ahead for the country. Is this something that people are going to have to get
used to, almost a constant activity by the military in going after terrorists?
QUIGLEY: It will be a much broader effort than just military, although we will
play a role. This is going to be diplomatic, financial, legal, economic, and
military as well. These are networks of terrorists and networks of networks.
So it's not about one person, it's not about one network. It's about a system
of organizations that are attacking our very way of life.
QUESTION: I know how professional everyone is over there, but let me ask you,
after having the Pentagon itself take such a horrible blow, is there any kind
of feeling on the part of some people that it's a little bit personal?
QUIGLEY: I think that most of us have moved through a variety of emotions in
the last ten days. Initially it was concern and fear and exactly what's happening,
very unsure of circumstances. Then I think it was anger, and sadness, of course,
for those of our friends and fellow professionals that are missing, and as we
confirm their deaths. But now I think it's just a very quiet but very determined
resolve to see this through.
QUESTION: I have to say earlier today I interviewed Lieutenant Colonel Marilyn
Wills who was one of the people hurt and who is now out of the hospital. I was
just amazingly impressed at her coming through what she came through and how
she helped get other people out and that kind of thing. So it just seems like
an amazing thing that happened over there.
QUIGLEY: I think one of the goals of the terrorists who attacked us on the 11th
was to make America afraid and change our way of life. We will not do that.
We will, one by one we will disassemble the sources of support for terrorists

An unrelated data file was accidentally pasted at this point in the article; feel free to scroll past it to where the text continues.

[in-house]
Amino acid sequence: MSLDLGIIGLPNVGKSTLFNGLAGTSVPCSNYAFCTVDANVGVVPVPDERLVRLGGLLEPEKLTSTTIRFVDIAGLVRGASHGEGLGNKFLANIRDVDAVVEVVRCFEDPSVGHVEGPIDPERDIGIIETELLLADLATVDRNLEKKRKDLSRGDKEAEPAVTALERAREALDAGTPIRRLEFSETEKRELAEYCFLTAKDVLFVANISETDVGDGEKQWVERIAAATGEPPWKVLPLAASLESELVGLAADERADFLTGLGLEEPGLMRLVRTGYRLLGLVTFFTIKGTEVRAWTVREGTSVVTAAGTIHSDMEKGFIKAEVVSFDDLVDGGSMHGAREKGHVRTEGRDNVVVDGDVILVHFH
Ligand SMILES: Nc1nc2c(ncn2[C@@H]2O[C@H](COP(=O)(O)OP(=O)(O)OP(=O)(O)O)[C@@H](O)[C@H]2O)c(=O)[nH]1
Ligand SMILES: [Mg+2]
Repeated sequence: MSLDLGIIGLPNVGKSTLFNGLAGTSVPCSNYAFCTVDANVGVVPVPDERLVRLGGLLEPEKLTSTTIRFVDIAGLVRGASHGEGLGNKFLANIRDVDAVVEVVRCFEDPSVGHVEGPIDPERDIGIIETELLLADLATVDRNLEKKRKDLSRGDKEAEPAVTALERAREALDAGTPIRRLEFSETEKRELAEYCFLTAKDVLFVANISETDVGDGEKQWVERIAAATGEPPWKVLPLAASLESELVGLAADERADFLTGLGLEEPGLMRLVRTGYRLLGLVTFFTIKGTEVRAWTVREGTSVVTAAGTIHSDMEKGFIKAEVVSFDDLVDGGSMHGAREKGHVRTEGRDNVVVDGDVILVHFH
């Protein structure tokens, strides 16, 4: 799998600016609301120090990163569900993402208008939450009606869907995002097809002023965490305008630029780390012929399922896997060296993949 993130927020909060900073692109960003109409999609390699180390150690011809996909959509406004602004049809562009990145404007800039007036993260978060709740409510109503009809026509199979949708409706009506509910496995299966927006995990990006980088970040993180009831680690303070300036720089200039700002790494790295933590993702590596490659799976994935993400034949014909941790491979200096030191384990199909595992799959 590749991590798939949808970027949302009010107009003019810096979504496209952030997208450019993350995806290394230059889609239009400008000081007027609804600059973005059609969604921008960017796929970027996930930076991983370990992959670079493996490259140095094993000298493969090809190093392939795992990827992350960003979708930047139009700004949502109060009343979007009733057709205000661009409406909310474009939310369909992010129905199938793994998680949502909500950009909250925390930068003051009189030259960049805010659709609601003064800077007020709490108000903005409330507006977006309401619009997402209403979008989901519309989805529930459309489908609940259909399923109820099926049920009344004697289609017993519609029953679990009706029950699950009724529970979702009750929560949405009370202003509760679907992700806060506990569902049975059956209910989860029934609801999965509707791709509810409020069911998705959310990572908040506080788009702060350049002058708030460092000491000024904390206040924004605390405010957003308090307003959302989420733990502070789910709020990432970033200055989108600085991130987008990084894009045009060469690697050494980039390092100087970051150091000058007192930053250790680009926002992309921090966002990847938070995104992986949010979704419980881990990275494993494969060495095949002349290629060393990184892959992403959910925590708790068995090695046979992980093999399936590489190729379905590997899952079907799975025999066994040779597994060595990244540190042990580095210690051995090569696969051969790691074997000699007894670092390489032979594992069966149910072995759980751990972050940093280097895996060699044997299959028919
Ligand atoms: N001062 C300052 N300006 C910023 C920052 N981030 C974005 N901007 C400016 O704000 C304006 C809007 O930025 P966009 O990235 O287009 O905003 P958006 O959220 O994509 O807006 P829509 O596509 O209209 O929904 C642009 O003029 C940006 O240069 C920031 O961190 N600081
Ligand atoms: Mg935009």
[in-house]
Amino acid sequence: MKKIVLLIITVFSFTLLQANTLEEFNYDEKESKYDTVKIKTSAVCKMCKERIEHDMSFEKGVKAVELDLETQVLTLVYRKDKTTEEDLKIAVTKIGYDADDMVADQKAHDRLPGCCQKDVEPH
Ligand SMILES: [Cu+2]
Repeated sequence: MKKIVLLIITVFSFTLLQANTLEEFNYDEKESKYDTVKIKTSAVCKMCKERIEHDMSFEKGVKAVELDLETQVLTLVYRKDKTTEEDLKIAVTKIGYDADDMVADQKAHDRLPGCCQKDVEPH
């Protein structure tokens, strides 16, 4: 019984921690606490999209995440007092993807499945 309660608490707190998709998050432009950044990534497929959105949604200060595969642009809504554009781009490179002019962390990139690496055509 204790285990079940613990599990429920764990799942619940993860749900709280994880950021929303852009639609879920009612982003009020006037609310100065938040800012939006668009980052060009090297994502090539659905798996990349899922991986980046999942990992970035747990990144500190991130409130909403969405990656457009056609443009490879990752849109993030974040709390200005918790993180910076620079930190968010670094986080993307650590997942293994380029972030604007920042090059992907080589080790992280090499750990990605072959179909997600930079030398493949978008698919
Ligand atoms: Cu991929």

around the world and we will change their way of life, not ours.
QUESTION: One last question in that regard. The military has kind of done things
one way for decades now, many, many years, and now there is going to have to
be a major change in course. How difficult is it going to be to ferret out these
terrorist cells that are all over the place and kind of scattered in small numbers?
QUIGLEY: You hit it right on the head, Pam. This will be very difficult. It
will be long term, but it is something that we just have to do. The alternative
is to surrender the freedoms and the way of life that Americans hold so dear.
And I must say, it's a lot broader than just America. Terrorists have shown
repeatedly over the years that they don't care a bit about national borders,
and any number of nations around the world have suffered terribly from terrorist
attacks. That is why I think we are so heartened by the support that we have
received from such a wide variety of nations.
QUESTION: Well I do think you have the support of people here, too.
QUIGLEY: Oh yes, indeed. It's something that affects, it goes to the very heart
of what we are as Americans and we don't like walking around looking over our
shoulder wondering when the next attack is going to come. And that way of life
is something that many Americans have fought and died for for centuries, and
we will fight to get that back.
QUESTION: Thank you very much, Admiral. We greatly appreciate your calling.